To find out, I've been following Stephen Lansdown for the last six weeks. In that time, he's faced relegation worries, fired and hired a manager and guided the ambitious stadium plans through hostile council committees.
"Bristol City is pleasure. Hargreaves Lansdown is pure business," he tells me for starters. We meet at the day job first, the morning after another last minute defeat, this time 3-2 at the hands of Plymouth Argyle.
"Football is not like any other business," he says. "You're reliant on 11 players on the pitch. You can go from something to nothing in a matter of seconds. It just kills you. But I have to say - that is the joy of football, because things can change in a fraction of a second."
The fans aren't so philosophical. The morning after defeat to the Devon side, City is dangerously close to the drop zone, and they're calling for the manager's head. So, is the chairman just another fan? No, he insists, you judge this game like a stock in the market.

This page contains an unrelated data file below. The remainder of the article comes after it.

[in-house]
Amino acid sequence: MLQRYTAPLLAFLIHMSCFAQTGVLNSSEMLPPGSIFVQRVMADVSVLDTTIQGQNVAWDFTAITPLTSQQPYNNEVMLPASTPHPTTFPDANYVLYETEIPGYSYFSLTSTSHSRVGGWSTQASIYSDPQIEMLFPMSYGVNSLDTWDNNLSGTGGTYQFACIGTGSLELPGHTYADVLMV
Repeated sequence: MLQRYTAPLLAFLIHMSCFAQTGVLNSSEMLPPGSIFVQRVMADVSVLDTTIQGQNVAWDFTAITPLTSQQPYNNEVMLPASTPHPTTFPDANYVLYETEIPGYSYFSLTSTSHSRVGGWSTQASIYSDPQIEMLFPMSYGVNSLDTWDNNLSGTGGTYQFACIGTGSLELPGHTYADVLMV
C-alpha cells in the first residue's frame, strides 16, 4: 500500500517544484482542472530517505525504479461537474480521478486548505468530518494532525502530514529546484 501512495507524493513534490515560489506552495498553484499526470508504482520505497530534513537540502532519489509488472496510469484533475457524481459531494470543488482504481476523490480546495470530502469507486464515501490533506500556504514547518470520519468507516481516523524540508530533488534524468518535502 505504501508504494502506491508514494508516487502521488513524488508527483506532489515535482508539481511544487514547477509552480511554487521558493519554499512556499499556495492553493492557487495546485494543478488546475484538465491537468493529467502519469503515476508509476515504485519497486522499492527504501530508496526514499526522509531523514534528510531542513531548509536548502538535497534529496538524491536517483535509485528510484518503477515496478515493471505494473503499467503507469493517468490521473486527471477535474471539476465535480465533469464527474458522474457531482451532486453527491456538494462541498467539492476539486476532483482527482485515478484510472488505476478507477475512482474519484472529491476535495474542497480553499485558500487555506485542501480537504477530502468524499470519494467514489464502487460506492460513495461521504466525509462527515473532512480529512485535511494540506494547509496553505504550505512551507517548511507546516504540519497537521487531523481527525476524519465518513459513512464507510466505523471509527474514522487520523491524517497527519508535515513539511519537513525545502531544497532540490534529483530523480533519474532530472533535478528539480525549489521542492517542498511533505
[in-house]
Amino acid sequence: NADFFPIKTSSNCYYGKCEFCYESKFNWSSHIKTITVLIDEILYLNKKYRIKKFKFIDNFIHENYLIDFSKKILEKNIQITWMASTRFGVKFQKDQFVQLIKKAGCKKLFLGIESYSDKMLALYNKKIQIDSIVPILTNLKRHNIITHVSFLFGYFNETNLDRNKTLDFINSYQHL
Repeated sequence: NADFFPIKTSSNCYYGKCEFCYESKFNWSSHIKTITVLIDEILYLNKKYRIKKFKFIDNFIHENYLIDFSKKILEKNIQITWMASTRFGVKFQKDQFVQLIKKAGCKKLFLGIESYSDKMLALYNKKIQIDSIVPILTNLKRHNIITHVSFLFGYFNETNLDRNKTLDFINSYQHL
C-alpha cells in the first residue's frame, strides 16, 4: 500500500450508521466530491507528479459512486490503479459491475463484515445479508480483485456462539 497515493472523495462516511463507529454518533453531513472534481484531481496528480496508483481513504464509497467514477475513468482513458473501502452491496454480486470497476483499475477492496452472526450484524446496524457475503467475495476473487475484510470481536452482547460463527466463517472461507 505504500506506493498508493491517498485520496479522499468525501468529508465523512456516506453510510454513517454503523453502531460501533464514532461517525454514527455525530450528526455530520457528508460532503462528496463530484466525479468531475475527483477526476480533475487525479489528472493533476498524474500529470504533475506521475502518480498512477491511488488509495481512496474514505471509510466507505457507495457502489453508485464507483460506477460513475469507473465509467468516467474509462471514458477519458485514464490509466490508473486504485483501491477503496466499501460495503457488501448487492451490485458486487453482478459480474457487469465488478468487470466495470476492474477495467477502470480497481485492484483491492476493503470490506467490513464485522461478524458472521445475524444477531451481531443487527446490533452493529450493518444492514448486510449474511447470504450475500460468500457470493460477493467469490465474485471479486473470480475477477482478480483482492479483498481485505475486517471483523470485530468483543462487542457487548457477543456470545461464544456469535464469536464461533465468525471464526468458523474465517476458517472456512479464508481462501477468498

"You have the odd dip. And you have to prepared to ride those dips if you believe you're going to go up. You've got to take a long-term view. Going back to our investment business, we've always taken a long term view. We've never taken a short-term boost. You've always got to look to the future."
An hour-and-a-half after I left him that day, Steve meets with his troubled manager, Gary Johnson, and they agree he should leave. That "dip" turned out to be terminal. I ring him later and ask what happened to all that stuff about "long term horizons".
"A good chairman often has to be a good politician," he chuckles.
The fans liked his move, and for the next six matches, the sun shines. Caretaker manager Keith Millen notches up four wins and two draws, including a draw against eventual champions Newcastle.
I joined him for the Nottingham Forest game, to see for myself if this really is "pure pleasure". There's no directors box at Ashton Gate, just an area of seats reserved for the Chairman, his guests, and the visiting team's directors.
"You've got to watch football outside," he insists. Yes, they have a posh sit down lunch before the game, but once the whistle blows, Steve and his family are up out of their seats like the rest of the crowd.